Centum Investments insists that the Lamu coal plant project is still on track despite protestations from environmentalists and residents, a court injunction, and setbacks of major financiers pulling out.
The company is the biggest shareholder in the would be Kenya’s first coal plant with a 51 percent stake in the Amu Power consortium that is spearheading the project. Other stakeholders include Gulf Energy, with debt and financing led by Chinese firms.
“So far there are only two things that are pending: the environmental impact assessment (EIA) licence and the partial risk guarantees that the government will give the lenders of the project,” said Mr James Mworia, the CEO of Centum. He spoke during the Centum investor briefing and release of the half-year financial results for 2019/2020.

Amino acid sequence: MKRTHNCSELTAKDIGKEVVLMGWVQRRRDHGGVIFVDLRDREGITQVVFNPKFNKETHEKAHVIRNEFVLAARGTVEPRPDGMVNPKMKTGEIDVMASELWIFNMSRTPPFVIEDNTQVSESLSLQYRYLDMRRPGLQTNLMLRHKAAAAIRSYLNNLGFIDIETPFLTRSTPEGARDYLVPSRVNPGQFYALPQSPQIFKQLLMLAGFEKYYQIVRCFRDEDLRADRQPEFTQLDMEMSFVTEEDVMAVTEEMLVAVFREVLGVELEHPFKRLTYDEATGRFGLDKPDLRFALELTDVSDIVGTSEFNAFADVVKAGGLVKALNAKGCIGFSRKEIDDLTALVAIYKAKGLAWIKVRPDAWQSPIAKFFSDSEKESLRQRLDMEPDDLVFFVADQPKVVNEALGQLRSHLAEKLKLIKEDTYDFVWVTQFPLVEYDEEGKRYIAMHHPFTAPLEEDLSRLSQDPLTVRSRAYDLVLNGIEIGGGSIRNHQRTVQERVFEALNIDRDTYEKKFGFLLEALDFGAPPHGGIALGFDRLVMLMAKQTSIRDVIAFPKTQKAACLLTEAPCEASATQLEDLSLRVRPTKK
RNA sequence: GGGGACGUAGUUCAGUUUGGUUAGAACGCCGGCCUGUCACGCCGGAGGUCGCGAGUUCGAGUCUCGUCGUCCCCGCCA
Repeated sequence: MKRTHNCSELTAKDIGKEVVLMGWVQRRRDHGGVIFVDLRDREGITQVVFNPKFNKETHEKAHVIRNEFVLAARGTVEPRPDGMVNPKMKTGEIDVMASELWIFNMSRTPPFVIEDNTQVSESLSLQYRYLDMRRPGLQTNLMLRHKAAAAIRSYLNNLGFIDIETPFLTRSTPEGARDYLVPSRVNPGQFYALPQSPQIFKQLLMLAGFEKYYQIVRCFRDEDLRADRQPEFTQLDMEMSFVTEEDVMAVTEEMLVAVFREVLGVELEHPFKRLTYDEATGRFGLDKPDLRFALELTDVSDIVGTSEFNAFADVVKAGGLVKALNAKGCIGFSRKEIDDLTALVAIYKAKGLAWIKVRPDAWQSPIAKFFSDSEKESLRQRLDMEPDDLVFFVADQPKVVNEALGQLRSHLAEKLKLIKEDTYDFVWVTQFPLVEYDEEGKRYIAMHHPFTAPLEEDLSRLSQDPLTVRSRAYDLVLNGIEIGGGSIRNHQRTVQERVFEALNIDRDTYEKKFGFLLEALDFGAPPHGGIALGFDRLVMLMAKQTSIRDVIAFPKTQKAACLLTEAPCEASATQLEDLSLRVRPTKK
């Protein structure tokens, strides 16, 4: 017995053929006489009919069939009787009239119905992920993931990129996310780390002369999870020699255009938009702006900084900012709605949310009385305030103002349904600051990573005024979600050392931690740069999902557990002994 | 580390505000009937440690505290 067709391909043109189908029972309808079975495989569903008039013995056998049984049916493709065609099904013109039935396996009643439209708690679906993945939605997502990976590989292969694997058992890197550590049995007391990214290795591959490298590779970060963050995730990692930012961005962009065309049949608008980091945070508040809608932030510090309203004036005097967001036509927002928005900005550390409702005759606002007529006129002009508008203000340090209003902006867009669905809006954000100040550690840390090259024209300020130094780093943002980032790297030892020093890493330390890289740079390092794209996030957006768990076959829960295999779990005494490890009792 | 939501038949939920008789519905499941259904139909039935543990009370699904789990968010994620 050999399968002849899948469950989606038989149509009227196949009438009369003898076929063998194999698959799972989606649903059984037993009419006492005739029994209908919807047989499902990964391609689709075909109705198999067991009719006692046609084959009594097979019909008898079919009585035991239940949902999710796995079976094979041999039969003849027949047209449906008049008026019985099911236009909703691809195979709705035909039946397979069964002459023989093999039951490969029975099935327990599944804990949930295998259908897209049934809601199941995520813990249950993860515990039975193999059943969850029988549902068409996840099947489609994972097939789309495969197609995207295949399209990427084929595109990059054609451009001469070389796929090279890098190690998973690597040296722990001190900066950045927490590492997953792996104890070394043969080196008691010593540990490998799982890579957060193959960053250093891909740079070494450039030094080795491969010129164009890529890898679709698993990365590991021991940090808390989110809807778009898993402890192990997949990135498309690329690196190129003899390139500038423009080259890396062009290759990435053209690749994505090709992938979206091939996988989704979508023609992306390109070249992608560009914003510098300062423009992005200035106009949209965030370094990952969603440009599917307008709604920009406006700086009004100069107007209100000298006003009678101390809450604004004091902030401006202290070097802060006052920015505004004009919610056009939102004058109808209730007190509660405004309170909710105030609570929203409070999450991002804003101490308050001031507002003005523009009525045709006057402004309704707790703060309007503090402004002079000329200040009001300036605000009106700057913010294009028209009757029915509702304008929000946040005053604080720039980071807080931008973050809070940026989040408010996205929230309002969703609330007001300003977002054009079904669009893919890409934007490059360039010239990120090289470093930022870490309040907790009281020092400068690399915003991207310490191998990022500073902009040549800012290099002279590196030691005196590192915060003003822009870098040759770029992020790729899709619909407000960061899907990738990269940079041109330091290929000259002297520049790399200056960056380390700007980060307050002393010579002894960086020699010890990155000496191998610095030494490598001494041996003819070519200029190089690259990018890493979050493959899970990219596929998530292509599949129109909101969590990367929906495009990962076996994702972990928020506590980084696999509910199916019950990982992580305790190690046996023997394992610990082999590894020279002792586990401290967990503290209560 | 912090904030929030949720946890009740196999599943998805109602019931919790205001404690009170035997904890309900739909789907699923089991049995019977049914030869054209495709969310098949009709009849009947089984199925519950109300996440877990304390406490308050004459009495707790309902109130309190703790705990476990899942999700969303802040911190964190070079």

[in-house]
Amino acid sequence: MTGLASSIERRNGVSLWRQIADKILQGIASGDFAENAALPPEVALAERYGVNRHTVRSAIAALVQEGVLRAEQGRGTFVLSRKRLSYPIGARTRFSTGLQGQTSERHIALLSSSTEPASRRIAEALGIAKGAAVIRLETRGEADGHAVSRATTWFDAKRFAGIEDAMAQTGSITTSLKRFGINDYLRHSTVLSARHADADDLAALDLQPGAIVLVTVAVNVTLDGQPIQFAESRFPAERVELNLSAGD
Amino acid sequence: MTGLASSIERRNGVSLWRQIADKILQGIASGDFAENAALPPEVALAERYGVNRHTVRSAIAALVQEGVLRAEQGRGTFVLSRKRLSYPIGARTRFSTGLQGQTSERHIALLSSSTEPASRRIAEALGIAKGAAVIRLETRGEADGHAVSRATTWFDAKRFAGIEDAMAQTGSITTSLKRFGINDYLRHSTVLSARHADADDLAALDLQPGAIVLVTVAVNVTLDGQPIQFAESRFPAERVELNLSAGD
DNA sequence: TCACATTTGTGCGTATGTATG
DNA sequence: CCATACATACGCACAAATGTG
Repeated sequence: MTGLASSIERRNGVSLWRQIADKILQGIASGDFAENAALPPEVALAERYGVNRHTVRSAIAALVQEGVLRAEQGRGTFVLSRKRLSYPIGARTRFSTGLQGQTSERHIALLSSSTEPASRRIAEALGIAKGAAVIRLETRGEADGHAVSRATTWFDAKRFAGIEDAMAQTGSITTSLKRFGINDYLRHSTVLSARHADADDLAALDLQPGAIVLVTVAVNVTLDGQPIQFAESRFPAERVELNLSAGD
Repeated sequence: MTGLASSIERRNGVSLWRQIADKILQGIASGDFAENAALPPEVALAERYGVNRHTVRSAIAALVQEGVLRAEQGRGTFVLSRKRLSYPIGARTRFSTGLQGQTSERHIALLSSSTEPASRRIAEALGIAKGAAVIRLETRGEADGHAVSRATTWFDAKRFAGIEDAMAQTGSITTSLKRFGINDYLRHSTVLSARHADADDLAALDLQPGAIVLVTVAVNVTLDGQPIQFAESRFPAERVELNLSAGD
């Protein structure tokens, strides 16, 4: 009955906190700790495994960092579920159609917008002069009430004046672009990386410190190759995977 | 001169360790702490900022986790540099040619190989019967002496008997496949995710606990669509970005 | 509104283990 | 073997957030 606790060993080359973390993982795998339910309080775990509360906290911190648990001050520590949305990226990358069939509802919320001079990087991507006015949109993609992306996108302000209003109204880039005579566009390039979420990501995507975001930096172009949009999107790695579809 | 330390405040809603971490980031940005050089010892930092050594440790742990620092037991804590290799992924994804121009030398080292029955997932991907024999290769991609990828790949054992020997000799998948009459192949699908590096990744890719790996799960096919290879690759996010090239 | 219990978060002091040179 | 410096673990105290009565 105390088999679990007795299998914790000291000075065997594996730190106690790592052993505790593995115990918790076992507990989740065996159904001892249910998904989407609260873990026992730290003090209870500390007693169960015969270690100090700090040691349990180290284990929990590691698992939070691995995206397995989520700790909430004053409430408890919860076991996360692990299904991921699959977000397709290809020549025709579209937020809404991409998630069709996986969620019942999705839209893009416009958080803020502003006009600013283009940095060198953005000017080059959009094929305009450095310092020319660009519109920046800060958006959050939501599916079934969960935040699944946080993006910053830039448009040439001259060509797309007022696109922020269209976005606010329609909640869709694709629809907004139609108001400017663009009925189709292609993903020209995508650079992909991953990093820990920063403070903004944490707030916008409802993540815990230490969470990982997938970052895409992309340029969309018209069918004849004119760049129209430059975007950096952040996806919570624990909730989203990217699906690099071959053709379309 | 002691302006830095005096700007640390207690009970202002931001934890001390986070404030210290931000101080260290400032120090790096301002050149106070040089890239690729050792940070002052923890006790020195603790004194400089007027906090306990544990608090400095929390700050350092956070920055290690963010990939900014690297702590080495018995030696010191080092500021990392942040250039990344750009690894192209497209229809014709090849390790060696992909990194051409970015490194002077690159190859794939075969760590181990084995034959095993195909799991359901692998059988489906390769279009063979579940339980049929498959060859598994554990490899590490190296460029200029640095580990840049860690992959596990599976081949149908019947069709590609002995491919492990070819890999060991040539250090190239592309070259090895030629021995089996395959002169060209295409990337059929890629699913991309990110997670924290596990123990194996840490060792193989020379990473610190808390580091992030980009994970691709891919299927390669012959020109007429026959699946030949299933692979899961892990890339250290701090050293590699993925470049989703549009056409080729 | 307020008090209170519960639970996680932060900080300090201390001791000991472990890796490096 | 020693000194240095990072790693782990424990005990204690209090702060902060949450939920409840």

Major setbacks for Lamu coal plant
The African Development Bank (AfDB) pulled back from funding the plant in Novermber saying it has no plans to finance new coal plants in future.
A court revoked the environmental impact assessment licence for the plant in June 2019 and the Centum has appealed to the High Court to rescind the decision, according to the Centum CEO.
A local environmental tribunal is also against the coal plant citing the impact of fossil fuels and the fact that the Amu Power project is being developed next to a UNESCO World Heritage Site.
The European Investment Bank, the financing arm of the European Union, plans to stop financing fossil fuel projects and urged Kenya to pursue renewable energy instead.
Not a lost cause for Centum in pursuit of fossil fuels
Mr Mworia said that Centum had so far spent KES 2.2 billion on the coal power plant and remained optimistic that the project will eventually be awarded an environmental licence to ensure it can proceed as scheduled. The Lamu power plant is projected to produce 1,050 MW should it succeed.